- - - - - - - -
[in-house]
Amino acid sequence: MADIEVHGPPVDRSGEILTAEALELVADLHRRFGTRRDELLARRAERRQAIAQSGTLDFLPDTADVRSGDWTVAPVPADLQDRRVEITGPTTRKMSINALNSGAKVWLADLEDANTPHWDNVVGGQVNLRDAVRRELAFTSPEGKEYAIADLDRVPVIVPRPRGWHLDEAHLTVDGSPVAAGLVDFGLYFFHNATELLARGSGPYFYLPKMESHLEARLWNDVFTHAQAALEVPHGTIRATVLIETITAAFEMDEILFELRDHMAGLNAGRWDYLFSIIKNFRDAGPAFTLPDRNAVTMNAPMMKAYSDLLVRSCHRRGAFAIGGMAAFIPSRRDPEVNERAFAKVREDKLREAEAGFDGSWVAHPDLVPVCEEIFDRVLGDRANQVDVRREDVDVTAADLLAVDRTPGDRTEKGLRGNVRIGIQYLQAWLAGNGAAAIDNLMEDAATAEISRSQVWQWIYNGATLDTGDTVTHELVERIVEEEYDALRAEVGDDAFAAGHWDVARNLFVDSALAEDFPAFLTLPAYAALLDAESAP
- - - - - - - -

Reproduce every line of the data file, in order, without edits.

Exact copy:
[in-house]
Amino acid sequence: MADIEVHGPPVDRSGEILTAEALELVADLHRRFGTRRDELLARRAERRQAIAQSGTLDFLPDTADVRSGDWTVAPVPADLQDRRVEITGPTTRKMSINALNSGAKVWLADLEDANTPHWDNVVGGQVNLRDAVRRELAFTSPEGKEYAIADLDRVPVIVPRPRGWHLDEAHLTVDGSPVAAGLVDFGLYFFHNATELLARGSGPYFYLPKMESHLEARLWNDVFTHAQAALEVPHGTIRATVLIETITAAFEMDEILFELRDHMAGLNAGRWDYLFSIIKNFRDAGPAFTLPDRNAVTMNAPMMKAYSDLLVRSCHRRGAFAIGGMAAFIPSRRDPEVNERAFAKVREDKLREAEAGFDGSWVAHPDLVPVCEEIFDRVLGDRANQVDVRREDVDVTAADLLAVDRTPGDRTEKGLRGNVRIGIQYLQAWLAGNGAAAIDNLMEDAATAEISRSQVWQWIYNGATLDTGDTVTHELVERIVEEEYDALRAEVGDDAFAAGHWDVARNLFVDSALAEDFPAFLTLPAYAALLDAESAP